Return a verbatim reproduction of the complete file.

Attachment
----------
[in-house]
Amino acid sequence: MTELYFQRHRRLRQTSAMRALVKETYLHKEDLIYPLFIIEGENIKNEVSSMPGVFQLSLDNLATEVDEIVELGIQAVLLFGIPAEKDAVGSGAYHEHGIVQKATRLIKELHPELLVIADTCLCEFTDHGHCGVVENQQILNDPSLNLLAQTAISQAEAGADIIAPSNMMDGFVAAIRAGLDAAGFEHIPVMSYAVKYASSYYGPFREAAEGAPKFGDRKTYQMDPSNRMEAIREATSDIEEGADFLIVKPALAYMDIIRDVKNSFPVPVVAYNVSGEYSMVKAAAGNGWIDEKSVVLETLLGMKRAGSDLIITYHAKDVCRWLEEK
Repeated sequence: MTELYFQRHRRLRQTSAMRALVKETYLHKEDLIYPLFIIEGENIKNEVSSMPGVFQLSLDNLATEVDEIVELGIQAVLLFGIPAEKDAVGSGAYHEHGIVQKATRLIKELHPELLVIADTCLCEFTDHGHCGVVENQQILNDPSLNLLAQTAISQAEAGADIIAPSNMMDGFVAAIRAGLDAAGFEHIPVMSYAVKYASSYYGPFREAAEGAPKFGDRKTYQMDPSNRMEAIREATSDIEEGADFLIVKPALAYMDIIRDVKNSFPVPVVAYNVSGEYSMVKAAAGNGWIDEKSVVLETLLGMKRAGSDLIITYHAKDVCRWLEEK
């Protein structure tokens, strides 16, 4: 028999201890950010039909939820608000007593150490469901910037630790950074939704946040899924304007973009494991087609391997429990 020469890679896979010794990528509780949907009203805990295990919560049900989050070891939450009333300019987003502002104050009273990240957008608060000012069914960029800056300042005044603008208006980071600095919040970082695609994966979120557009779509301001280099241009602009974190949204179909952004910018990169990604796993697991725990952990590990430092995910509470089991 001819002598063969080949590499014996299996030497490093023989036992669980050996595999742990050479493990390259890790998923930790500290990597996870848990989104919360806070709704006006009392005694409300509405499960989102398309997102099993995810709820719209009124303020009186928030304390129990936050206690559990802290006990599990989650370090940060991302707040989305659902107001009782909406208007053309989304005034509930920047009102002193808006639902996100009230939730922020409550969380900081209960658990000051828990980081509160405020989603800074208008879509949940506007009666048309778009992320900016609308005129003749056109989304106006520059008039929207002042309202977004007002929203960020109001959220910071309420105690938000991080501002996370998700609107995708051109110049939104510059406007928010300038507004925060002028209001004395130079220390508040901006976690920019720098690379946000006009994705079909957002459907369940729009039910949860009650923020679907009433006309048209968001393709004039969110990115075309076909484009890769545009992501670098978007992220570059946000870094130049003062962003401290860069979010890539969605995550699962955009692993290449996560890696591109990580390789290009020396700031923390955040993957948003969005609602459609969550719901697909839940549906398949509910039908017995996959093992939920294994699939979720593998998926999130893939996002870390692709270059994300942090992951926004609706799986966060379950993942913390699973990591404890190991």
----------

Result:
[in-house]
Amino acid sequence: MTELYFQRHRRLRQTSAMRALVKETYLHKEDLIYPLFIIEGENIKNEVSSMPGVFQLSLDNLATEVDEIVELGIQAVLLFGIPAEKDAVGSGAYHEHGIVQKATRLIKELHPELLVIADTCLCEFTDHGHCGVVENQQILNDPSLNLLAQTAISQAEAGADIIAPSNMMDGFVAAIRAGLDAAGFEHIPVMSYAVKYASSYYGPFREAAEGAPKFGDRKTYQMDPSNRMEAIREATSDIEEGADFLIVKPALAYMDIIRDVKNSFPVPVVAYNVSGEYSMVKAAAGNGWIDEKSVVLETLLGMKRAGSDLIITYHAKDVCRWLEEK
Repeated sequence: MTELYFQRHRRLRQTSAMRALVKETYLHKEDLIYPLFIIEGENIKNEVSSMPGVFQLSLDNLATEVDEIVELGIQAVLLFGIPAEKDAVGSGAYHEHGIVQKATRLIKELHPELLVIADTCLCEFTDHGHCGVVENQQILNDPSLNLLAQTAISQAEAGADIIAPSNMMDGFVAAIRAGLDAAGFEHIPVMSYAVKYASSYYGPFREAAEGAPKFGDRKTYQMDPSNRMEAIREATSDIEEGADFLIVKPALAYMDIIRDVKNSFPVPVVAYNVSGEYSMVKAAAGNGWIDEKSVVLETLLGMKRAGSDLIITYHAKDVCRWLEEK
């Protein structure tokens, strides 16, 4: 028999201890950010039909939820608000007593150490469901910037630790950074939704946040899924304007973009494991087609391997429990 020469890679896979010794990528509780949907009203805990295990919560049900989050070891939450009333300019987003502002104050009273990240957008608060000012069914960029800056300042005044603008208006980071600095919040970082695609994966979120557009779509301001280099241009602009974190949204179909952004910018990169990604796993697991725990952990590990430092995910509470089991 001819002598063969080949590499014996299996030497490093023989036992669980050996595999742990050479493990390259890790998923930790500290990597996870848990989104919360806070709704006006009392005694409300509405499960989102398309997102099993995810709820719209009124303020009186928030304390129990936050206690559990802290006990599990989650370090940060991302707040989305659902107001009782909406208007053309989304005034509930920047009102002193808006639902996100009230939730922020409550969380900081209960658990000051828990980081509160405020989603800074208008879509949940506007009666048309778009992320900016609308005129003749056109989304106006520059008039929207002042309202977004007002929203960020109001959220910071309420105690938000991080501002996370998700609107995708051109110049939104510059406007928010300038507004925060002028209001004395130079220390508040901006976690920019720098690379946000006009994705079909957002459907369940729009039910949860009650923020679907009433006309048209968001393709004039969110990115075309076909484009890769545009992501670098978007992220570059946000870094130049003062962003401290860069979010890539969605995550699962955009692993290449996560890696591109990580390789290009020396700031923390955040993957948003969005609602459609969550719901697909839940549906398949509910039908017995996959093992939920294994699939979720593998998926999130893939996002870390692709270059994300942090992951926004609706799986966060379950993942913390699973990591404890190991």